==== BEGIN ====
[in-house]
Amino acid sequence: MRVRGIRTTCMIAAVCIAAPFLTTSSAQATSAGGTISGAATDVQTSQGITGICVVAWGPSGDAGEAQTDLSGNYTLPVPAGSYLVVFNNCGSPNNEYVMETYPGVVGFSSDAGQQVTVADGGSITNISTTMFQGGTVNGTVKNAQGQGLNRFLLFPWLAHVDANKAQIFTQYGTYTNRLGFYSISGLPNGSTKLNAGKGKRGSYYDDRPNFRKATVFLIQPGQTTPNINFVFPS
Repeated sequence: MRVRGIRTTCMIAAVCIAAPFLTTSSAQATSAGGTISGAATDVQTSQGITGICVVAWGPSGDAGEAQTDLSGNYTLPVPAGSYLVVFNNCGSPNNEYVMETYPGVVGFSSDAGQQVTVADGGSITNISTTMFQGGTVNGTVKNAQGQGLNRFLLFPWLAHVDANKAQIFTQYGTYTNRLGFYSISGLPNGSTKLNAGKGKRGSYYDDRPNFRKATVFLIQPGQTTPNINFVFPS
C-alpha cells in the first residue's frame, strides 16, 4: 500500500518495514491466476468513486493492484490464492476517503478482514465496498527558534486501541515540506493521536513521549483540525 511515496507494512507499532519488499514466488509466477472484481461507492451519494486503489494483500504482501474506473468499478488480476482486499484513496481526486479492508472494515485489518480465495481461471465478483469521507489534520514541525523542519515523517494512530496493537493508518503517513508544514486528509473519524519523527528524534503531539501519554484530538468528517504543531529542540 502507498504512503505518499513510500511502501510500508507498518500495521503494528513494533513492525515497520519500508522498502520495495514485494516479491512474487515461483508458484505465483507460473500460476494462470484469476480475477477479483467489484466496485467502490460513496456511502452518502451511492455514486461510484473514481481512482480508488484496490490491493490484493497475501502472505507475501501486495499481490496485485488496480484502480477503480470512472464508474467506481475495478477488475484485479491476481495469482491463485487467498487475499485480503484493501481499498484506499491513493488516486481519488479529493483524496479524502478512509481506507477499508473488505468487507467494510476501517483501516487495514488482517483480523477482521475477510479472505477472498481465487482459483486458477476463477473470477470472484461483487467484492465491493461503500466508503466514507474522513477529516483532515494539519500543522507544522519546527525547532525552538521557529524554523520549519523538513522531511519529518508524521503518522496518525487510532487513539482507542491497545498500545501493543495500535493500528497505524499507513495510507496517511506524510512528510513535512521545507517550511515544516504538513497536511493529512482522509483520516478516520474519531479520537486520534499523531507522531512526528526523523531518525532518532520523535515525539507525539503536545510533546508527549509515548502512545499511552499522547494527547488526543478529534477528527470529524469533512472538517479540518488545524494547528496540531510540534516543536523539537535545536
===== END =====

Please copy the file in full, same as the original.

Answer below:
[in-house]
Amino acid sequence: MRVRGIRTTCMIAAVCIAAPFLTTSSAQATSAGGTISGAATDVQTSQGITGICVVAWGPSGDAGEAQTDLSGNYTLPVPAGSYLVVFNNCGSPNNEYVMETYPGVVGFSSDAGQQVTVADGGSITNISTTMFQGGTVNGTVKNAQGQGLNRFLLFPWLAHVDANKAQIFTQYGTYTNRLGFYSISGLPNGSTKLNAGKGKRGSYYDDRPNFRKATVFLIQPGQTTPNINFVFPS
Repeated sequence: MRVRGIRTTCMIAAVCIAAPFLTTSSAQATSAGGTISGAATDVQTSQGITGICVVAWGPSGDAGEAQTDLSGNYTLPVPAGSYLVVFNNCGSPNNEYVMETYPGVVGFSSDAGQQVTVADGGSITNISTTMFQGGTVNGTVKNAQGQGLNRFLLFPWLAHVDANKAQIFTQYGTYTNRLGFYSISGLPNGSTKLNAGKGKRGSYYDDRPNFRKATVFLIQPGQTTPNINFVFPS
C-alpha cells in the first residue's frame, strides 16, 4: 500500500518495514491466476468513486493492484490464492476517503478482514465496498527558534486501541515540506493521536513521549483540525 511515496507494512507499532519488499514466488509466477472484481461507492451519494486503489494483500504482501474506473468499478488480476482486499484513496481526486479492508472494515485489518480465495481461471465478483469521507489534520514541525523542519515523517494512530496493537493508518503517513508544514486528509473519524519523527528524534503531539501519554484530538468528517504543531529542540 502507498504512503505518499513510500511502501510500508507498518500495521503494528513494533513492525515497520519500508522498502520495495514485494516479491512474487515461483508458484505465483507460473500460476494462470484469476480475477477479483467489484466496485467502490460513496456511502452518502451511492455514486461510484473514481481512482480508488484496490490491493490484493497475501502472505507475501501486495499481490496485485488496480484502480477503480470512472464508474467506481475495478477488475484485479491476481495469482491463485487467498487475499485480503484493501481499498484506499491513493488516486481519488479529493483524496479524502478512509481506507477499508473488505468487507467494510476501517483501516487495514488482517483480523477482521475477510479472505477472498481465487482459483486458477476463477473470477470472484461483487467484492465491493461503500466508503466514507474522513477529516483532515494539519500543522507544522519546527525547532525552538521557529524554523520549519523538513522531511519529518508524521503518522496518525487510532487513539482507542491497545498500545501493543495500535493500528497505524499507513495510507496517511506524510512528510513535512521545507517550511515544516504538513497536511493529512482522509483520516478516520474519531479520537486520534499523531507522531512526528526523523531518525532518532520523535515525539507525539503536545510533546508527549509515548502512545499511552499522547494527547488526543478529534477528527470529524469533512472538517479540518488545524494547528496540531510540534516543536523539537535545536